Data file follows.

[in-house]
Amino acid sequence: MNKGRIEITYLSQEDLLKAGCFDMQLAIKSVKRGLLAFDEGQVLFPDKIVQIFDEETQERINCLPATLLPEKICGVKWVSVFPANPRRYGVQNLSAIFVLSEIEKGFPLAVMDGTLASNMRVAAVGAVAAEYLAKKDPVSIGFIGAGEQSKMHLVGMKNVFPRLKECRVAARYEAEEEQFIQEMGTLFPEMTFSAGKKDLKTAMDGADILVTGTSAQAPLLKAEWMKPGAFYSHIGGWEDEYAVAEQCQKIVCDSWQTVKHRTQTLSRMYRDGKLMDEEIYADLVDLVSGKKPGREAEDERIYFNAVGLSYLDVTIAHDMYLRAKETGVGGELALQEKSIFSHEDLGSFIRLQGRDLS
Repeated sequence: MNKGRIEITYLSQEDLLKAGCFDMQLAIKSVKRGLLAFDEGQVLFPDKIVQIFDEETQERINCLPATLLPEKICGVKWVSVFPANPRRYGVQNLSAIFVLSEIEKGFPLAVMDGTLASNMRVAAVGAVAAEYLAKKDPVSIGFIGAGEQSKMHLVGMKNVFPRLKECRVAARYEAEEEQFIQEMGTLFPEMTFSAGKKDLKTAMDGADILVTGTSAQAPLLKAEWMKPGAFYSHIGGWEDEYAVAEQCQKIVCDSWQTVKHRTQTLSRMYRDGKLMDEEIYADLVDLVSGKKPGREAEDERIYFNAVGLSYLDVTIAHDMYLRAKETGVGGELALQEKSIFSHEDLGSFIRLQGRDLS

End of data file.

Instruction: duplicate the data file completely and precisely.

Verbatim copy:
[in-house]
Amino acid sequence: MNKGRIEITYLSQEDLLKAGCFDMQLAIKSVKRGLLAFDEGQVLFPDKIVQIFDEETQERINCLPATLLPEKICGVKWVSVFPANPRRYGVQNLSAIFVLSEIEKGFPLAVMDGTLASNMRVAAVGAVAAEYLAKKDPVSIGFIGAGEQSKMHLVGMKNVFPRLKECRVAARYEAEEEQFIQEMGTLFPEMTFSAGKKDLKTAMDGADILVTGTSAQAPLLKAEWMKPGAFYSHIGGWEDEYAVAEQCQKIVCDSWQTVKHRTQTLSRMYRDGKLMDEEIYADLVDLVSGKKPGREAEDERIYFNAVGLSYLDVTIAHDMYLRAKETGVGGELALQEKSIFSHEDLGSFIRLQGRDLS
Repeated sequence: MNKGRIEITYLSQEDLLKAGCFDMQLAIKSVKRGLLAFDEGQVLFPDKIVQIFDEETQERINCLPATLLPEKICGVKWVSVFPANPRRYGVQNLSAIFVLSEIEKGFPLAVMDGTLASNMRVAAVGAVAAEYLAKKDPVSIGFIGAGEQSKMHLVGMKNVFPRLKECRVAARYEAEEEQFIQEMGTLFPEMTFSAGKKDLKTAMDGADILVTGTSAQAPLLKAEWMKPGAFYSHIGGWEDEYAVAEQCQKIVCDSWQTVKHRTQTLSRMYRDGKLMDEEIYADLVDLVSGKKPGREAEDERIYFNAVGLSYLDVTIAHDMYLRAKETGVGGELALQEKSIFSHEDLGSFIRLQGRDLS